Chevron Corporation has reached a settlement agreement with Woodsford Litigation Funding Limited, a U.K.-based litigation funder that provided $2.5 million in funding to the fraudulent lawsuit against Chevron in Ecuador. Chevron brought conspiracy claims against Woodsford in Gibraltar for the company's role in funding and advancing the fraudulent lawsuit. In the settlement Woodsford has resolved those claims by withdrawing all financial support related to the Ecuador litigation and assigning all of its interest in the litigation to Chevron. Chevron, in turn, has agreed to release all of its claims against Woodsford and Woodsford's Gibraltar-based funding entity, Temeraire Limited.
"We are pleased that yet another financial supporter of this fraudulent lawsuit has ended its involvement," said R. Hewitt Pate, Chevron's vice president and general counsel. "In settling this matter Woodsford is the latest in a growing list of former funders, investors, scientific experts and legal counsel who have abandoned this illicit scheme."
Woodsford began funding the fraudulent lawsuit in March 2013. A year later, on March 4, 2014, Judge Lewis Kaplan of the U.S. District Court for the Southern District of New York ruled that the $9.5 billion judgment against Chevron in Ecuador was the product of fraud and racketeering activity, finding it unenforceable in the United States and holding Steven Donziger, the lead lawyer behind the lawsuit, liable for RICO violations.
In a public statement released today Woodsford stated:
"It is, and always has been, Woodsford Litigation Funding Limited's position that, in March 2013, it acted in good faith and in the normal course of its business in providing funding to support the Lago Agrio plaintiffs in their litigation against Chevron Corporation. In light of the 4 March 2014 opinion by Judge Kaplan of the United States District Court for the Southern District of New York, and having become deeply concerned about the ethical standards of attorney Steven Donziger, Woodsford has decided to forego any financial benefit from this matter and to relinquish its entire interest in the proceeds of the litigation to Chevron."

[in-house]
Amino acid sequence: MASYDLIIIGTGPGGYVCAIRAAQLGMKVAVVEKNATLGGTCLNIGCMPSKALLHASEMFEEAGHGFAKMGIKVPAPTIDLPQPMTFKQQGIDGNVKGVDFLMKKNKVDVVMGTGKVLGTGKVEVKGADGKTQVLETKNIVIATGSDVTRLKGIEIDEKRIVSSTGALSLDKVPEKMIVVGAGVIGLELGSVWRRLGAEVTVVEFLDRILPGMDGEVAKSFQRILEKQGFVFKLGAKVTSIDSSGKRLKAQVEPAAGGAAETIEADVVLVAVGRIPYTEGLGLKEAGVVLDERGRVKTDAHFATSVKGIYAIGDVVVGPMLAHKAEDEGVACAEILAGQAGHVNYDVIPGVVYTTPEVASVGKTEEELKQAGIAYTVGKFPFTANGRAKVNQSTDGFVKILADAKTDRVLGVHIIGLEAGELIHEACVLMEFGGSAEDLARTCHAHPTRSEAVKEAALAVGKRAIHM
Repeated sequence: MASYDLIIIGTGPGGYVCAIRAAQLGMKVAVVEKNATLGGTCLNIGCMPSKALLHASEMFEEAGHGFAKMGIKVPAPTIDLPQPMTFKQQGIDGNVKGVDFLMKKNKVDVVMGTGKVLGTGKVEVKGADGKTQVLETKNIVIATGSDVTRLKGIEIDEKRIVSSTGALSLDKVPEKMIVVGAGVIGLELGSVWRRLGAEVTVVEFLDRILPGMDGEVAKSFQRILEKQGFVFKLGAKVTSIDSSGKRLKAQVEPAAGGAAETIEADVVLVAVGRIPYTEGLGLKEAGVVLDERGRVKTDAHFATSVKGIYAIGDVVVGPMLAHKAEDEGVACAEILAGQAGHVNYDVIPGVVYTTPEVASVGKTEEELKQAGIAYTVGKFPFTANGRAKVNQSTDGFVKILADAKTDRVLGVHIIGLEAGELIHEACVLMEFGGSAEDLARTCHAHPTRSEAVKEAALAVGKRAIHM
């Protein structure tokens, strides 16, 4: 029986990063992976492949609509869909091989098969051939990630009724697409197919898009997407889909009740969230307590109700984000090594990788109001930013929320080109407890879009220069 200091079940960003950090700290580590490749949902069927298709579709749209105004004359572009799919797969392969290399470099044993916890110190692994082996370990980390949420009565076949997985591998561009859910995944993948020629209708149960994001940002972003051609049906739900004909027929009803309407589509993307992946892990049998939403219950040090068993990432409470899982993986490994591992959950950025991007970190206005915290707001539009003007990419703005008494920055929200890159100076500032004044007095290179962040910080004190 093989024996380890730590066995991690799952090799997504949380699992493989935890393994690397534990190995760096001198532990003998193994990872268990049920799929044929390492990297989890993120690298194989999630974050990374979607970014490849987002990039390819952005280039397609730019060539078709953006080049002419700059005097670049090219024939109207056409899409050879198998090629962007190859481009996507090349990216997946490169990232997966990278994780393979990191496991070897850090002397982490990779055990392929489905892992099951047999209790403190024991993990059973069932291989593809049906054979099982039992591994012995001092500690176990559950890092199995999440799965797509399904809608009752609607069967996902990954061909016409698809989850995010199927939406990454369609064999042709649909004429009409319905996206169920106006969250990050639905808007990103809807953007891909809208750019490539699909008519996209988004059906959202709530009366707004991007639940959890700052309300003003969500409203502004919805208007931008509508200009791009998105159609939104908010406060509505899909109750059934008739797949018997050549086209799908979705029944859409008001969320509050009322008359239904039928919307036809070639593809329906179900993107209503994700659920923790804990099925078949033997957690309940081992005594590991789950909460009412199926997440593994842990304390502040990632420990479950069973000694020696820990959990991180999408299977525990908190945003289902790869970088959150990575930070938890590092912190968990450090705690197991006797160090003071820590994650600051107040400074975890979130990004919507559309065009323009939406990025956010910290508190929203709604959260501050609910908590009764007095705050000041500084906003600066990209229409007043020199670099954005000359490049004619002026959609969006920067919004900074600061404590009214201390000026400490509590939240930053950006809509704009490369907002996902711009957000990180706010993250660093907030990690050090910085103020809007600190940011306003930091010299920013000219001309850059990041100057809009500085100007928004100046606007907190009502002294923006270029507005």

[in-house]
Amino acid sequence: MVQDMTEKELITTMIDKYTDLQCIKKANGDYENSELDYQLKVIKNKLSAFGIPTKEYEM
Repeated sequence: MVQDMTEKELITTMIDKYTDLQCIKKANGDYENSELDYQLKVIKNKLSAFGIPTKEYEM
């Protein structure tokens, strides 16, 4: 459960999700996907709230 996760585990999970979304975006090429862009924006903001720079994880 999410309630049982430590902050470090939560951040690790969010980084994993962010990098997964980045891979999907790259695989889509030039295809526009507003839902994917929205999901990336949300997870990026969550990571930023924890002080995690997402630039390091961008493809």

In settling this matter, Woodsford is the latest party, among many others, to disassociate from Donziger and the Lago Agrio Plaintiffs. In 2011 Burford Capital Limited, another U.K.-based litigation funder, withdrew its financial support after learning of Donziger's misconduct. In February 2015 Russell DeLeon, who invested approximately $23 million in the lawsuit in exchange for a 7 percent stake in the $9.5 billion Ecuadorian judgment, withdrew his financial support. Woodsford, Burdford and DeLeon all repudiated the unethical tactics of Donziger and abandoned their financial interest in the fraudulent lawsuit. Both Woodsford and DeLeon have agreed to transfer any proceeds they receive from the litigation to Chevron upon its request.
During the seven-week federal racketeering trial against Donziger, more than a dozen former insiders and allies testified against him, including his former co-counsel, environmental consultants, funders, employees and Ecuadorian collaborators.
Chevron still has claims pending in Gibraltar against Amazonia Recovery Ltd., a Gibraltar-based company set up by Donziger and his associates to receive and distribute funds resulting from the Ecuadorian judgment against Chevron, and Pablo Fajardo, Luis Yanza and Ermel Chavez, who are directors of Amazonia Recovery Ltd. Chevron has alleged that Amazonia is merely a vehicle to perpetuate the ongoing fraud.